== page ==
Seasonal root, shoot, and fruit growth patterns in kiwifruit (actinidia deliciosa a. Chev.) in central Chile
Keutgen, Anna J.
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A study was conducted in kiwifruit vines (Actinidia deliciosa A. Chev.) in three different locations in central Chile to characterize the seasonal fine root growth in relation to shoot and fruit development as well as accumulated degree days (ADD). Growth of young roots, shoots, and fruits were studied at weekly intervals over an entire growing season. Root growth (young root lengths) was assessed using rhizotrons. White roots, shoots, and fruits growth curves were plotted against time over the studied period. Root growth was compared with shoots, fruit growth, and ADD during the same period and the relationship between ADD and shoots and fruits growth was evaluated. Elongation began in late November, after the beginning of shoots and fruits growth, and presented a bimodal growth pattern with the first peak between the end of spring and the beginning of summer and a second peak between the end of summer and the beginning of fall. The onset of shoot growth occurred on almost 70 days earlier than fruit and root growth with 46 to 62 ADD. Flowering occurred 56 to 58 days after bud burst (DABB) and at 210 to 231 ADD. Growth pattern reflected the competition within the vine for available assimilates, with the strongest sink being initially the developing shoots and subsequently the fruits. Logistic functions, which accounted for 89 to 93% of the variance in the three sites, were fitted to the response of shoot and fruit growth as a function of ADD.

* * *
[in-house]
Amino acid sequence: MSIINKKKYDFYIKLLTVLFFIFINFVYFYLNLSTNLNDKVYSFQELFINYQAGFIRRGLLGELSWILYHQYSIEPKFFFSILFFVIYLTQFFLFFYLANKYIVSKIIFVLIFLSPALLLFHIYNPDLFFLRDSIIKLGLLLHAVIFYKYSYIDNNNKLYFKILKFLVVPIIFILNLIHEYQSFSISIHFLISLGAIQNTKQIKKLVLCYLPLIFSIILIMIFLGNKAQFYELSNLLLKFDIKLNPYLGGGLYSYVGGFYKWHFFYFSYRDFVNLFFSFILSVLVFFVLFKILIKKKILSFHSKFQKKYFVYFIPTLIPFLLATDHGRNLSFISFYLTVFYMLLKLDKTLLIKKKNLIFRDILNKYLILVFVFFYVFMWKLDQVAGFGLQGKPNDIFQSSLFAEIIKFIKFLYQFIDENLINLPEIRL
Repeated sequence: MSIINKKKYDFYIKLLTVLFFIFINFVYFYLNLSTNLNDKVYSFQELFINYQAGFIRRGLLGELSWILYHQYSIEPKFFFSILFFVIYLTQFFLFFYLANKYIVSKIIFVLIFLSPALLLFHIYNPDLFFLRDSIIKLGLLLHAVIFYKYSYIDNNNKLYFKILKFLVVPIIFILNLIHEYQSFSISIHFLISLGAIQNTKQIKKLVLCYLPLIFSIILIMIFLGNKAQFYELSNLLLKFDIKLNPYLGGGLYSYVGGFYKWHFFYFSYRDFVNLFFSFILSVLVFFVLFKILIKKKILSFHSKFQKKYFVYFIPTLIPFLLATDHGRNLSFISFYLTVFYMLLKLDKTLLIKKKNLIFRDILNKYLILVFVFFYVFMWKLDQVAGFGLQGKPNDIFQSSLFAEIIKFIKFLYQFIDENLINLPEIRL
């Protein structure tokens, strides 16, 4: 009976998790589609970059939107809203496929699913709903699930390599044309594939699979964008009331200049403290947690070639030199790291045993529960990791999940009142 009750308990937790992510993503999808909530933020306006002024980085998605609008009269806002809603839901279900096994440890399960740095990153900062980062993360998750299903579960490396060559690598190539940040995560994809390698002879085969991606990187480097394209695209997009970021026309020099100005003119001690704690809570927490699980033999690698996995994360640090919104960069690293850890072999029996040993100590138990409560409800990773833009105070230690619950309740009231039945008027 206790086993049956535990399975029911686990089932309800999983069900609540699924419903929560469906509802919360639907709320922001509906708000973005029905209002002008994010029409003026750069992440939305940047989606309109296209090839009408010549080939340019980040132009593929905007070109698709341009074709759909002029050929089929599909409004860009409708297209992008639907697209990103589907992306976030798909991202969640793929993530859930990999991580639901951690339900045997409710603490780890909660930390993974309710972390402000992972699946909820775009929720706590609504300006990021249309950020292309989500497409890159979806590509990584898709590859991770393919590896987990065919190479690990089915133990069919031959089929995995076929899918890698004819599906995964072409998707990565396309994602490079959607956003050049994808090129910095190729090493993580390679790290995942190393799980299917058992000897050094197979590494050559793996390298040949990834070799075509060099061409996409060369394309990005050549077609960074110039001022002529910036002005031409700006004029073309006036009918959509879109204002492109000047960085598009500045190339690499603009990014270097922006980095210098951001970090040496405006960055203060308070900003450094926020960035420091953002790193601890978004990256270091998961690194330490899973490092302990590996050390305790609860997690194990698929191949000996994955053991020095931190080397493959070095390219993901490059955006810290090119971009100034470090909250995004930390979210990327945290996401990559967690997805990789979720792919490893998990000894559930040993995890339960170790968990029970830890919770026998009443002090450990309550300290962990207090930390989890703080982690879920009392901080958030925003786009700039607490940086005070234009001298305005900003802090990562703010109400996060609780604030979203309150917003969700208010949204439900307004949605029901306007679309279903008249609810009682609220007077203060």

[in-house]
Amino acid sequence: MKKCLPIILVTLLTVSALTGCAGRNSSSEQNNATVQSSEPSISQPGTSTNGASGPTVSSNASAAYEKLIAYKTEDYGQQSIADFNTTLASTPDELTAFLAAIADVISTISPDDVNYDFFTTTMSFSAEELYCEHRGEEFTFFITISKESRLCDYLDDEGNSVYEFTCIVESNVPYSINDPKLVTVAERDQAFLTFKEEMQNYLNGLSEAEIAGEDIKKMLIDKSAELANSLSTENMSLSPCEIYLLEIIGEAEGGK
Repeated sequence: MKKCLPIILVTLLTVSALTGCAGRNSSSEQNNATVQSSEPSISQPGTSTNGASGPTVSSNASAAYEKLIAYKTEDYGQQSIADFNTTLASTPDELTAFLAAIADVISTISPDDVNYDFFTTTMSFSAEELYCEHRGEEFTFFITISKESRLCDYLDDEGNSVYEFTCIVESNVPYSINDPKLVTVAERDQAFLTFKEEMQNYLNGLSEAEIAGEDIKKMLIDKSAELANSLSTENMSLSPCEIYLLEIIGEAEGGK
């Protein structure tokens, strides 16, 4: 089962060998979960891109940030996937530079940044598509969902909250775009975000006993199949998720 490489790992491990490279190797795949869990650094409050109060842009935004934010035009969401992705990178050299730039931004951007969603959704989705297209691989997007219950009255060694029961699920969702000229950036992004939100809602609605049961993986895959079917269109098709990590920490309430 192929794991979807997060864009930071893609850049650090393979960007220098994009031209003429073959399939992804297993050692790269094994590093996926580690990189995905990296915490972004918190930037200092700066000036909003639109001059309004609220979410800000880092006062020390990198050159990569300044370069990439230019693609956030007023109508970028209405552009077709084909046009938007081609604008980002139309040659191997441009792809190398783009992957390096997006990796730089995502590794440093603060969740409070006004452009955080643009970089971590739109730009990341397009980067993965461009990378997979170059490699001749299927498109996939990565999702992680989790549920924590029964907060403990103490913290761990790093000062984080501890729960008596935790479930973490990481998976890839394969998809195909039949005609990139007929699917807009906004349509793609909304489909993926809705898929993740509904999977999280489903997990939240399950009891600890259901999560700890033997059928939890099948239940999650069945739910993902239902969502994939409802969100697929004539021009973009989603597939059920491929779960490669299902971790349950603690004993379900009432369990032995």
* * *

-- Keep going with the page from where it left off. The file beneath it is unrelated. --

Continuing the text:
FuenteErwerbs-Obstbau, 61(3), 283-292
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